Remote access to optical synchrotron radiation imaging at Diamond Light Source

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3 GeV Diamond beam image using optical synchrotron radiation.

Due to the spread of COVID-19, access to research facilities is currently very limited and only very few experimental studies can be progressed. However, amongst these are measurements related to the project of one of our AVA Fellows, Milena Vujanovic.

Milena's project focuses on the development of new optical imaging techniques for the characterization of charged particle beams. Currently, she is focusing on performing high dynamic range (HDR) beam imaging, using a digital micro-mirror device (DMD). Last month, Milena was supposed to take data as part of her PhD project at the Diamond Light Source. Similar to other countries, access to the facility was not possible, so an alternative approach had to be made.

Together with one of her supervisors, Dr Joseph Wolfenden, remote access to a previously installed beam diagnostics system in the 3 GeV ring at DLS was gained and use for data taking.

The installed system has been developed at the Cockcroft Institute, and was originally designed to be operated from ~400 m away from the source, in the DLS control room. However, thanks to VPN connection and video conferencing software, the experiment was now operated from 320km away!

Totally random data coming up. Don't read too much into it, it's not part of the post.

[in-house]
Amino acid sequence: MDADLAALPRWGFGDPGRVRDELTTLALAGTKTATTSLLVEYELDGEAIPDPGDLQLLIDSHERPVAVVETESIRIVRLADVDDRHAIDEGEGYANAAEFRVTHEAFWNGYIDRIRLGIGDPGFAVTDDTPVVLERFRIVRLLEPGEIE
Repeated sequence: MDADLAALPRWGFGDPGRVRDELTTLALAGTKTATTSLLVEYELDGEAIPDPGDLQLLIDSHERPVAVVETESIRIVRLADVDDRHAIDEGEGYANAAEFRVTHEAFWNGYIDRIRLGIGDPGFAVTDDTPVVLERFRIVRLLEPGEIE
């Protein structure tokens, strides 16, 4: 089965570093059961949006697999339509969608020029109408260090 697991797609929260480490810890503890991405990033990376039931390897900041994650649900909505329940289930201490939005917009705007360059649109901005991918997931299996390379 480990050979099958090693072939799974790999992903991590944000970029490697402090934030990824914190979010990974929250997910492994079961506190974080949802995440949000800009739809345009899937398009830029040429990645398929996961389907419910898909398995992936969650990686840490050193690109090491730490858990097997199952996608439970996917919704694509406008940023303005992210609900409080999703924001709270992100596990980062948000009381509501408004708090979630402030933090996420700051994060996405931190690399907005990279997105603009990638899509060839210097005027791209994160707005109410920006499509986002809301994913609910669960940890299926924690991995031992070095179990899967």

With many of the synchrotron light sources around the world closed due to the pandemic, there was no guarantee that beam time would be available at Diamond. Thankfully, the synchrotron radiation at Diamond has been in use for several weeks to allow studies focussing on Covid-19. As Milena's experiment was completely non-invasive, it did not alter the beam at all and important data that now allows to understand the performance and limitations of the optical diagnostics better was obtained, in addition to the Covid-19 studies. A series of experiments have been undertaken which aim to characterize the imaging capabilities of the existing diagnostic beamline, and will now shine a light on beam halo effects. Once the data has been fully analyzed, the monitor will be used to develop a single shot emittance and phase space monitoring system.